At the end of 2010 I wrote a newsletter to people who support me in my ministry and four or five people commented that it seemed I had grown in faith. I responded by telling them that if I had grown in faith, it was not intentional. All I did was hang on to Jesus with my anger, my bitterness, my doubts – and when we hold on to Jesus in difficult times, that is when our faith grows.

The Holy Spirit worked in my life, kept me connected, returned to me the joy that allowed me to love God, trust God, and hope for his kingdom where children are not taken abruptly away from their parents.

Whatever has happened in your life, whatever is happening now in your life, whatever will happen in your life in the future, imitate Paul and hold on to faith in Jesus who will bring you safely through all the events of this world and into his kingdom.

News of this new church in Thessalonica spread throughout the Mediterranean. When Paul, Silas, and Timothy spoke or wrote to other churches, they shared what was happening in the new church in Thessalonica. They shared how this new church was standing up under the severe persecution they were facing. Other churches were encouraged to hear of a new community of followers of Jesus in the important city of Thessalonica.

So Paul writes,
7 And so you became a model to all the believers in Macedonia and Achaia. 8 The Lord’s message rang out from you not only in Macedonia and Achaia—your faith in God has become known everywhere. Therefore we do not need to say anything about it, 9 for they themselves report what kind of reception you gave us. They tell how you turned to God from idols to serve the living and true God, 10 and to wait for his Son from heaven, whom he raised from the dead—Jesus, who rescues us from the coming wrath.

The church in Thessalonica put the light of Jesus they had received on a hill where it could shine out into the world. Jesus said in his Sermon on the Mount, (Matthew 5:14–16)
“You are the light of the world. A town built on a hill cannot be hidden. 15 Neither do people light a lamp and put it under a bowl. Instead they put it on its stand, and it gives light to everyone in the house. 16 In the same way, let your light shine before others, that they may see your good deeds and glorify your Father in heaven.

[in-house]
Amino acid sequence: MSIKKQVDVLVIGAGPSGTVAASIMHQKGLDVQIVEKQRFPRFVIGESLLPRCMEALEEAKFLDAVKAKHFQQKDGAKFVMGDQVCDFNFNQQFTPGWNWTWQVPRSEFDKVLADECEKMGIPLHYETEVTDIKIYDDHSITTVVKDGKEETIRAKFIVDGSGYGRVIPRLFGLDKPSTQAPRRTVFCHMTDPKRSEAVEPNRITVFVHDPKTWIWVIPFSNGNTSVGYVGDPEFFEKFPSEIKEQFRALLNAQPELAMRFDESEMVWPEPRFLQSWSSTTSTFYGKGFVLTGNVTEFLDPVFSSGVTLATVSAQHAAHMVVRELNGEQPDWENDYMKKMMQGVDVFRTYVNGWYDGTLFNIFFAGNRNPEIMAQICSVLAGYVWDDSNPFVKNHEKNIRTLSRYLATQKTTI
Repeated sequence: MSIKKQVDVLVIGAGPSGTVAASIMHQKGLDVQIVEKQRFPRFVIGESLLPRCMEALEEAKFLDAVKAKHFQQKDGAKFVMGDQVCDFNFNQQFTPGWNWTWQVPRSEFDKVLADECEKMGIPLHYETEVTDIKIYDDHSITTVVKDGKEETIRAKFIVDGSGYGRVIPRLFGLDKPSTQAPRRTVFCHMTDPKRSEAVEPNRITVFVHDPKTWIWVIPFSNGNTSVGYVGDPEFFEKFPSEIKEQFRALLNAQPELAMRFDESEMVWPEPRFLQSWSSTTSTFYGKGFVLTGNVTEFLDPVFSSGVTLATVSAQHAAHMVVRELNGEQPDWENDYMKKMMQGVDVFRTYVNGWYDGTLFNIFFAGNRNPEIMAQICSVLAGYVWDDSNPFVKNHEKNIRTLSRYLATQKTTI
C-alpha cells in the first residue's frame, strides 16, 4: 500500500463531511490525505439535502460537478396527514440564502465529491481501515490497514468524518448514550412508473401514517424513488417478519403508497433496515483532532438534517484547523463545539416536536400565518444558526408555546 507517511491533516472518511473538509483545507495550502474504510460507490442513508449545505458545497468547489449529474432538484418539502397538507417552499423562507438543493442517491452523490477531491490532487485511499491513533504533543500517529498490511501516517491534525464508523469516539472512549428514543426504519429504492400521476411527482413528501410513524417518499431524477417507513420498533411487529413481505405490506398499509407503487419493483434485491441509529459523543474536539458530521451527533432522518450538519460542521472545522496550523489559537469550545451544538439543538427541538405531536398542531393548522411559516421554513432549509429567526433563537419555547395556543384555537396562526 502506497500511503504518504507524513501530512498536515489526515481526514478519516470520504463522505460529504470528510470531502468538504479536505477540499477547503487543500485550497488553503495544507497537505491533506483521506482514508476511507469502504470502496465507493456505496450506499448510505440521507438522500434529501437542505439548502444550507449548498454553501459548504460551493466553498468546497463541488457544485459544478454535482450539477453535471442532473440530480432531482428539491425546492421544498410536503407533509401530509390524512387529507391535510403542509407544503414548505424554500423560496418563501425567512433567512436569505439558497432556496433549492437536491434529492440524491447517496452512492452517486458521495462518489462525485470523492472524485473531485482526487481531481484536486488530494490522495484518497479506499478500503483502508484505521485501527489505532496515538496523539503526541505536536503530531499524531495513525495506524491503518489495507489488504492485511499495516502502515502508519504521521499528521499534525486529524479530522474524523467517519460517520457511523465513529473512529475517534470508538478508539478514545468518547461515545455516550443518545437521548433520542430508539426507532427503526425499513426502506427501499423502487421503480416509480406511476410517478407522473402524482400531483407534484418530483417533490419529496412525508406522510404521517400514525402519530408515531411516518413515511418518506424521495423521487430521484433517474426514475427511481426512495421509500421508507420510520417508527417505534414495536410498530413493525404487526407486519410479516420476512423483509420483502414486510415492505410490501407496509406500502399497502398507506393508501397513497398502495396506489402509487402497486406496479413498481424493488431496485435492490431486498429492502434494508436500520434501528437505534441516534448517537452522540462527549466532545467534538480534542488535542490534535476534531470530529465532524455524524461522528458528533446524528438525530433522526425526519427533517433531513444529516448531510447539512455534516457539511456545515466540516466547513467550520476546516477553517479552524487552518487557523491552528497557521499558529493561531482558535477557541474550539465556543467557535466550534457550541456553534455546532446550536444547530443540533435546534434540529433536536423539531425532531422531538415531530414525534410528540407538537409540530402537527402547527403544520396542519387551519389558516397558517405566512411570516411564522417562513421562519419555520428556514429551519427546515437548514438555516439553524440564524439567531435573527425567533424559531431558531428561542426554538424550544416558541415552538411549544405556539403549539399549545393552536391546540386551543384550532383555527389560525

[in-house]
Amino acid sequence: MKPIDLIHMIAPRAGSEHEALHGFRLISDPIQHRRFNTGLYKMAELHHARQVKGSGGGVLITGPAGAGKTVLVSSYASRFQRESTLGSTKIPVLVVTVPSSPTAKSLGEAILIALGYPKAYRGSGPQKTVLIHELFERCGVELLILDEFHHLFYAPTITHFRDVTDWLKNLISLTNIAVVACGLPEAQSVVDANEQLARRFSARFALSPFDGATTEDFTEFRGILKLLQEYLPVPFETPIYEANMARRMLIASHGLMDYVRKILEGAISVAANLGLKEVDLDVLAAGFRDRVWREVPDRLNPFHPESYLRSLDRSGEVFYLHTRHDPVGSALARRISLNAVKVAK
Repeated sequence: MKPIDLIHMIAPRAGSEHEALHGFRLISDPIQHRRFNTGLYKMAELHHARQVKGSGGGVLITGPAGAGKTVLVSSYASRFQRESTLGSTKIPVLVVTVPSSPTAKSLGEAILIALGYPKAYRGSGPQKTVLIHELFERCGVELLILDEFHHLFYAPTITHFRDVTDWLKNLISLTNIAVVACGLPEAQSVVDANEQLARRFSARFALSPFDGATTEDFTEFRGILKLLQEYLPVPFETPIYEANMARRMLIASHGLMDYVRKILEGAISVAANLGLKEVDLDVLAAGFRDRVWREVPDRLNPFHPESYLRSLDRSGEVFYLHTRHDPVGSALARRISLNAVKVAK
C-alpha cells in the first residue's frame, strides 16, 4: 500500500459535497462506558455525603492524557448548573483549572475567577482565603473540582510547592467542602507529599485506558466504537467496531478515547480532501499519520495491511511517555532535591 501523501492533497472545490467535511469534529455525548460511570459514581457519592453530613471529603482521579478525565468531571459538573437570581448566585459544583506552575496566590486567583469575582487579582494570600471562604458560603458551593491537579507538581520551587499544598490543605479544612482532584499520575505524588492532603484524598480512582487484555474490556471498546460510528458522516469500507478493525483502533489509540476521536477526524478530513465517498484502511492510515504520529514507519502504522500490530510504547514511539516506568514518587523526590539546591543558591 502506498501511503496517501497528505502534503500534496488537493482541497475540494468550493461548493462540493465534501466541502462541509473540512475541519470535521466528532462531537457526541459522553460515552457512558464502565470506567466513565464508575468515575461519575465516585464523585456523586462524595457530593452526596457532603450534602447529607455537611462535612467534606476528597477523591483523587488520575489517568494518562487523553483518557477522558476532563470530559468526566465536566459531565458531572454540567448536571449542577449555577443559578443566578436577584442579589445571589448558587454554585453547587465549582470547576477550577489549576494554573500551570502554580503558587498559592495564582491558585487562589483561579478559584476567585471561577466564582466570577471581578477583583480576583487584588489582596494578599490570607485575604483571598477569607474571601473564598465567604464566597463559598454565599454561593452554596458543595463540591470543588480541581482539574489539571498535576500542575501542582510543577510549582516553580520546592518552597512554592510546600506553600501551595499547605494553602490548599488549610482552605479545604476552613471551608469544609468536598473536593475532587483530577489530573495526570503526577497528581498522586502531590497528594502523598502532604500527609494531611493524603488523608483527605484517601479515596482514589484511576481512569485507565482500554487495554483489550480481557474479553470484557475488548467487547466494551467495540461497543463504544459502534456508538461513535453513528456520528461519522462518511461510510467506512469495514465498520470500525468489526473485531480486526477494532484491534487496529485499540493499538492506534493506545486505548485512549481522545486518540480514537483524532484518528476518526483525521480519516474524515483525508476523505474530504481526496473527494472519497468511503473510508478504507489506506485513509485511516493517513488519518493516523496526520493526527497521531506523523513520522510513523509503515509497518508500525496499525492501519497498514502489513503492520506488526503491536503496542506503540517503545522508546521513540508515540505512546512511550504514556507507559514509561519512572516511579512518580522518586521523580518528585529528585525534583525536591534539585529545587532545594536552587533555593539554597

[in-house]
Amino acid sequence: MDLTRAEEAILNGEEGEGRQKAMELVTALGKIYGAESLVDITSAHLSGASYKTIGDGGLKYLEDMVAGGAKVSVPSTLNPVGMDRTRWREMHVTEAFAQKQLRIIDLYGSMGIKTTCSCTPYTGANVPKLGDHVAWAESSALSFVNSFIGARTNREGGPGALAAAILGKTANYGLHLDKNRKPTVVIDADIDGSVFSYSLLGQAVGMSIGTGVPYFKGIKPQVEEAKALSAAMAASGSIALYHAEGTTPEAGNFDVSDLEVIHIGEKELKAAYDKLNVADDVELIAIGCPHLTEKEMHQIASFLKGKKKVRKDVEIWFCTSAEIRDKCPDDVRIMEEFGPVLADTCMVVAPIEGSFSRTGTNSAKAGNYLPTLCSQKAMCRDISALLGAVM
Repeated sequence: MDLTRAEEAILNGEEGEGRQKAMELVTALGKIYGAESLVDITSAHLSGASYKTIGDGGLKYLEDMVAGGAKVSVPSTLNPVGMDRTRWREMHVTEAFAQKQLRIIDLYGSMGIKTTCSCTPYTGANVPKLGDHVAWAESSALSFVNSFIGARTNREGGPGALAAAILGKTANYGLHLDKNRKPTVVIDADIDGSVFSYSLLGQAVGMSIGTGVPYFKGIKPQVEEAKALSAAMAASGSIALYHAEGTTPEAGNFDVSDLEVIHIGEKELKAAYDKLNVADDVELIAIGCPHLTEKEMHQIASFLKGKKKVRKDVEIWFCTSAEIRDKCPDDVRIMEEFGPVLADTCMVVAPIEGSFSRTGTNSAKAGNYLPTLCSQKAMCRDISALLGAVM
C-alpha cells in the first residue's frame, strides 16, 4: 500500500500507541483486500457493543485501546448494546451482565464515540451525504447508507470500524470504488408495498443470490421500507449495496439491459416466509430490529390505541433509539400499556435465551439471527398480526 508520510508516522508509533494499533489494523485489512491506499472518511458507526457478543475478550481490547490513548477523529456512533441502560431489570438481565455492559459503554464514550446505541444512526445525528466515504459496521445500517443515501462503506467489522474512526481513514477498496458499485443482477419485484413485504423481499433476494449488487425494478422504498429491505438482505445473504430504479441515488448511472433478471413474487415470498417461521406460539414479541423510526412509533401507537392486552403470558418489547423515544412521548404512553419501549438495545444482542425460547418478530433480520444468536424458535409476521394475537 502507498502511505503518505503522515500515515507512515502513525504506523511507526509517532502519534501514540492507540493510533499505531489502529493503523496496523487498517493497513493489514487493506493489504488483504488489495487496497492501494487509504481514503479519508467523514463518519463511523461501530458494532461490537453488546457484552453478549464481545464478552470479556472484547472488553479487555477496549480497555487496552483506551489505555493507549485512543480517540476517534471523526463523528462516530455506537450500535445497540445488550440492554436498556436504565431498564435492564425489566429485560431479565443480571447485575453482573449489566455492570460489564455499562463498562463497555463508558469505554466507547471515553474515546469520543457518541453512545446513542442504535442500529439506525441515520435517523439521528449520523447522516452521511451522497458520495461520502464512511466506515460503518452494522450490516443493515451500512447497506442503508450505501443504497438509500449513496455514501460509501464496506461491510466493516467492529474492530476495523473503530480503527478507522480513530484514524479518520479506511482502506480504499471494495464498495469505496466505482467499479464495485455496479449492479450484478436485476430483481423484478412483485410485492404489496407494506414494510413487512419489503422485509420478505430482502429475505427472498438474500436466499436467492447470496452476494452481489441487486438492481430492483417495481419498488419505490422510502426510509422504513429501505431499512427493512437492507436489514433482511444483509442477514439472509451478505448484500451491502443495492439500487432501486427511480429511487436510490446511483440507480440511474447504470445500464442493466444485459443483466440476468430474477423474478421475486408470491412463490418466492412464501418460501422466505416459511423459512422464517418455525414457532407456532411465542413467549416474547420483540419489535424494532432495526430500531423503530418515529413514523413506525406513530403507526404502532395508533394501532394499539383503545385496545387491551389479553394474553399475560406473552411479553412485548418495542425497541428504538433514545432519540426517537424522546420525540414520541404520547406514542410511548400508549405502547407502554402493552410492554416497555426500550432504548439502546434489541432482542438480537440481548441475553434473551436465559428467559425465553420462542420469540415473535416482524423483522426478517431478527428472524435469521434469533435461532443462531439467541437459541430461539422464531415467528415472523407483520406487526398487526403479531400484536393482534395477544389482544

When the gospel comes and is welcomed, a church is started and it is the privilege of this new church to lift up the light of Christ and pass on to others what it has received.

What was the message they broadcast?
They tell how you turned to God from idols to serve the living and true God, 10 and to wait for his Son from heaven, whom he raised from the dead—Jesus, who rescues us from the coming wrath.

Paul writes that they turned, they served, and they waited.

They turned from idols. The Hebrew word for repentance is shuv which means turn. It is not a slight deviation, it is a 180? turn. Repentance is a turning away from evil and a turning toward good. We have been walking away from God and now we turn and begin to walk toward God. To shuv is not just philosophical, it is very practical. We turn away from destructive behavior and replace it with positive behavior.

Most of us have not come from a background where we have statues we worship, but idolatry takes many forms. Idolatry is much more complex and much more subtle than praying in front of a statue. Idolatry is the worship of someone or something other than God. Pleasure, wealth, success can be idols we worship. We can make an idol out of something that is good. I mentioned last week that we can make the spiritual gifts we have been given into idols when we focus on the gifts rather than God who gives them. Family and friends can become idols when they become more important to us than our relationship with Jesus.

I had an uncle who became a follower of Jesus during WWII in the Pacific theater when he met some missionaries living there. He wanted to return after the war to work with them. But when he got home to the US his wife gave him an ultimatum: “Choose Jesus or choose me. You cannot have us both.” He choose his wife.

God alone is to be worshiped. When we place anything else, good or bad, on the altar and make that the most important thing in our life, we are engaging in idolatry.

The Thessalonians turned from worship of idols to serving the living and true God. Repentance, turning, is always turning from something that pulls us away from God and replacing it with thoughts and behavior that draw us toward God.

The energy and passion Saul had in persecuting the church was replaced by directing his energy and passion to taking the gospel to the Gentile world.

In thinking about myself at the time I became a follower of Jesus, I can see that I was completely preoccupied with self. But as I began to follow Jesus my attention shifted. I increasingly became concerned with what God wanted from my life. This is what led me to change my course from studying medicine to going to seminary. What God wanted me to do was more important than what I wanted to do. I turned from serving Jack to serving God.